The Frighteners Peter Jackson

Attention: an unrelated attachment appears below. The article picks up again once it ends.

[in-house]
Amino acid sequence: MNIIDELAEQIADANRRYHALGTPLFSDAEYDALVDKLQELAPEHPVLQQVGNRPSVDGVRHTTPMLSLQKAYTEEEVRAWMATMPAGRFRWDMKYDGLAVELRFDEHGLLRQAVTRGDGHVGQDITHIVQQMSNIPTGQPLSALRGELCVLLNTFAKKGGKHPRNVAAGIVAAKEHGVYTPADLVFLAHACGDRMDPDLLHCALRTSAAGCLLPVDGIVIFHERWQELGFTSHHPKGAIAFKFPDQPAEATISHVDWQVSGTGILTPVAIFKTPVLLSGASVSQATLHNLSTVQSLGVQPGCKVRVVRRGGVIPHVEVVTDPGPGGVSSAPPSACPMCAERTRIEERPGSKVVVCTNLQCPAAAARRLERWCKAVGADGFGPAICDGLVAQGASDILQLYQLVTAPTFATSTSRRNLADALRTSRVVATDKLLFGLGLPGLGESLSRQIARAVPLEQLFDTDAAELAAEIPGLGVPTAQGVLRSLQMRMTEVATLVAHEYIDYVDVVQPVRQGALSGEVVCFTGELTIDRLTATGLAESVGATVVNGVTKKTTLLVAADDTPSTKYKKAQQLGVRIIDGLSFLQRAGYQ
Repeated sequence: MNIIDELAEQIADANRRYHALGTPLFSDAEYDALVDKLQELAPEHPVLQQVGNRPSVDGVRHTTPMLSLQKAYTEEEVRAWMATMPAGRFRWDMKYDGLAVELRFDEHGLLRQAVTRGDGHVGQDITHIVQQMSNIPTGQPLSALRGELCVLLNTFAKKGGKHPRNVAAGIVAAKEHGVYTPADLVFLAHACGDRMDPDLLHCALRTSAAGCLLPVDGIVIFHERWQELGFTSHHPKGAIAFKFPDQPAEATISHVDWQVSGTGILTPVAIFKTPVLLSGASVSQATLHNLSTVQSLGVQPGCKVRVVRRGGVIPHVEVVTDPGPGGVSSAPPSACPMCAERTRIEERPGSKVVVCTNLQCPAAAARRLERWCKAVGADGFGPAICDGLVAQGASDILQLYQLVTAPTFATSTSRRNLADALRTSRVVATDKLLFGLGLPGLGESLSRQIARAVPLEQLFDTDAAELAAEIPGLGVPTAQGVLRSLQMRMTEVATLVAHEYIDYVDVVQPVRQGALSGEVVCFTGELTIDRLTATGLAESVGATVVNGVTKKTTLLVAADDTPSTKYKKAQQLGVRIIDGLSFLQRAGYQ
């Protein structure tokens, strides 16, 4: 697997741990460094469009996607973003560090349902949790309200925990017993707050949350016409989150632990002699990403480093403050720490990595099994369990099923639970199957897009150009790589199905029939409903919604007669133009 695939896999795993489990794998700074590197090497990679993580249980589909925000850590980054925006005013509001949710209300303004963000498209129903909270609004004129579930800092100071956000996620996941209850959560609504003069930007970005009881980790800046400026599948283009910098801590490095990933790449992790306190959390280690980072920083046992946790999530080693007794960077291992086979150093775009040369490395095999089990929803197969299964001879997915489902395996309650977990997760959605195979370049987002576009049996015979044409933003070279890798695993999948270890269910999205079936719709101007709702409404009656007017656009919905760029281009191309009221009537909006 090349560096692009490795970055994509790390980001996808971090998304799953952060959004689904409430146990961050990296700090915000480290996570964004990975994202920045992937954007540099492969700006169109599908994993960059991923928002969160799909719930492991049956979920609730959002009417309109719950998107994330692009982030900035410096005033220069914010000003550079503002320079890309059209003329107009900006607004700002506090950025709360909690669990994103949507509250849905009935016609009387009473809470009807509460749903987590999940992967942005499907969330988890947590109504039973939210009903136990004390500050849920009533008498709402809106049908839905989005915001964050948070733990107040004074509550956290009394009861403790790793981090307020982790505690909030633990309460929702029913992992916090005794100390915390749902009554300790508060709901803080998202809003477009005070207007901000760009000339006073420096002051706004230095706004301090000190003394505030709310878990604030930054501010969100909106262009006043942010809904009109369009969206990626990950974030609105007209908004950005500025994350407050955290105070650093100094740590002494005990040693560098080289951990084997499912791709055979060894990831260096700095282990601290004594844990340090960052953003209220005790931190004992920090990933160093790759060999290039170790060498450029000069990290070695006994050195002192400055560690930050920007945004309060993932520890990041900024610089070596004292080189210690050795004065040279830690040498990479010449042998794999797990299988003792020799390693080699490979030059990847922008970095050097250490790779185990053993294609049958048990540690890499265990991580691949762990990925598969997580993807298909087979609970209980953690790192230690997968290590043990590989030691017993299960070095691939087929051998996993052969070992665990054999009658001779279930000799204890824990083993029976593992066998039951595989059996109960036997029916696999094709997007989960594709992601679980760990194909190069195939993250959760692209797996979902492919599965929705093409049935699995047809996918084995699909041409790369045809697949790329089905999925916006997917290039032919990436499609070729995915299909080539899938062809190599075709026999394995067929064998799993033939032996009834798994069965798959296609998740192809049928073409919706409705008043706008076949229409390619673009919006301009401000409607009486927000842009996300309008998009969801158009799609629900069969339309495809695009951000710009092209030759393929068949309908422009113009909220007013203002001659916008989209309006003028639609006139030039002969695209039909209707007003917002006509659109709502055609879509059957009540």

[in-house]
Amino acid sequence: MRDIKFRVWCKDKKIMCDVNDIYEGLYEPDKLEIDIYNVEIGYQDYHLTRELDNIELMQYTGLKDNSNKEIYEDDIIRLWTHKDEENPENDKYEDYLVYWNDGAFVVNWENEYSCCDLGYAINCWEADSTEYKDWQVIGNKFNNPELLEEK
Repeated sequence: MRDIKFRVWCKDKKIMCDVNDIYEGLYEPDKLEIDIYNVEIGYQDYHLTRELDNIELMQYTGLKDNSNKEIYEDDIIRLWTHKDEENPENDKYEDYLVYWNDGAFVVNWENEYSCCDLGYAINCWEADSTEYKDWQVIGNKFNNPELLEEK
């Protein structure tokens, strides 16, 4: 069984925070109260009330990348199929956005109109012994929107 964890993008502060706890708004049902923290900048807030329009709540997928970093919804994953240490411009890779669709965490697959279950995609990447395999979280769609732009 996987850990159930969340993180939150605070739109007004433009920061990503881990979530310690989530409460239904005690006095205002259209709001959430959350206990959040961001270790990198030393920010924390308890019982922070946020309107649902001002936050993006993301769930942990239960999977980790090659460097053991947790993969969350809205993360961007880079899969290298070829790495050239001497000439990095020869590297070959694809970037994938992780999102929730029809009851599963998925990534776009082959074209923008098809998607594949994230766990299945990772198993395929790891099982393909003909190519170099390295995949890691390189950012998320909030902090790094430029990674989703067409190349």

Two things become clear with this DVD issue of the original special edition laserdisc director's cut of The Frighteners, the action/horror/comedy wedged between Jackson's art house Heavenly Creatures and his box office gorilla, The Lord of the Rings: that the movie is a mess (and Jackson details the reasons why throughout his first-ever commentary), and that he was just as big a film geek before LOTR came along. The film chronicles enterprising psychic Frank Bannister (Michael J. Fox), who uses his otherworldly contacts to swindle innocent victims; convinced they're being "haunted," he collects when he arrives to do his exorcist thing. The action gets crazier when he discovers a real psycho killer is actually haunting this small community. But that's not all Jackson throws at us — Bannister has a complex, personally haunted back-story of his own; his relationship with various ghosts is complexly layered; and the various hauntings and evil-doings are thrown at us willy-nilly. The Frighteners, born of a two-page outline to studio heads, was green lit quickly and then pushed hard to a completion date; the result is a mishmash that Jackson readily admits was being radically overhauled almost every day on set. Basing a film on the first draft of a written script has resulted in a story that's a bit (okay, a lot) of a mess, but is chock-a-block with interesting, unfulfilled potential. That doesn't stop Jackson from chronicling the film's every step though, as he did so remarkably with LOTR; The Frighteners also features extensive "behind the scenes" footage — more than three-and-a-half hours worth, in fact. It mostly concerns the digital effects that were considered groundbreaking in 1995 and laid the groundwork for Weta Digital's work on LOTR. It's more than a bit of overkill for what must be considered a minor work in the Jackson canon, but no one will ever accuse the director of giving short shrift to anyone who might be remotely interested. (Universal)